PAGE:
An icon in England—where he built two powerhouses from scratch in the 1960s and '70s—Brian Clough is unknown to all but avid soccer fans and Anglophiles in the U.S. Clough (pronounced Cluff), who died in 2004 at age 69, was a remarkable figure, an avowed socialist and brilliant goal scorer who slaked his compulsive thirst for competition by becoming a manager after his playing career was cut short by a knee injury. He led unheralded Derby County to the English championship in 1972, which earned him a shot coaching the big boys: Leeds United.
What looked like a dream marriage lasted only 44 days, a dramatic and epic failure that serves as the basis for David Peace's acclaimed 2006 novel, The Damned Utd, and director Tom Hooper's film adaptation, The Damned United, which opens in selected cities on Friday. Both Peace's book and Hooper's film rely on fictionalized events, a device that engendered controversy in England when the novel was published. But the imagining of details allows a fuller rendering of what's going on inside Clough's mind—and that's what Hooper (HBO's John Adams), who admits he doesn't give a toss about soccer, is after.
He succeeds, largely thanks to the performance of Michael Sheen, who—after turns as Tony Blair in The Queen and David Frost in Frost/Nixon—has demonstrated that he's pretty much got the late-20th-century Brit thing down cold. Sheen captures Clough's charm, his vanity and his desperate obsession with the man he replaced at Leeds, Don Revie, who, in Clough's eyes, encouraged dirty football and compounded that sin by snubbing Clough after their teams' first meeting. Thumbing at Revie's picture on the wall, his voice equal parts cockiness and simmering madness, Clough says, "I won't eat and I won't sleep until I've taken whatever that man's achieved and beaten it."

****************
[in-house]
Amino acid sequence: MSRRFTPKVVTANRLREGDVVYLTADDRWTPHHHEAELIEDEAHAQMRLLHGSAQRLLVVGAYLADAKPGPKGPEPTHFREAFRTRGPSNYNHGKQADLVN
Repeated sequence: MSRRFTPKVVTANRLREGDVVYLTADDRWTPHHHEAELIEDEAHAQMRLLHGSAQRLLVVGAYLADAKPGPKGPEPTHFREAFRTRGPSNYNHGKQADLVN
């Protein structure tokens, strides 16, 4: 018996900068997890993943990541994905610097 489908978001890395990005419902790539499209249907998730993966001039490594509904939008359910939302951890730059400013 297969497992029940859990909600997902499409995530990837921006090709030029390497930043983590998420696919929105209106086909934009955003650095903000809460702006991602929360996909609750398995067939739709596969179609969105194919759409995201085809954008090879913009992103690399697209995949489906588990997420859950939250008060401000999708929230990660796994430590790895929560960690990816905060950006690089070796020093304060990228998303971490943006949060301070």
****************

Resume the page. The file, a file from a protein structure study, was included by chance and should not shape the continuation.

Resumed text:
Revie is played by Colm Meaney, who is part of an ace supporting cast that also includes Jim Broadbent as Derby chairman Sam Longson and Timothy Spall as Clough's trusted assistant, Peter Taylor. When Clough's ego begins to run rampant, the levelheaded Taylor—Uncle Peter to Clough's kids—finally ends their codependent act, setting up the film's final conflict, which is resolved in a dramatic scene on Taylor's driveway. It's an atypical ending to a sports movie (no massive upset, no rushing the field), but The Damned United is less about soccer than it is about a complex man, overlooked in this country, whose life is worthy of examination.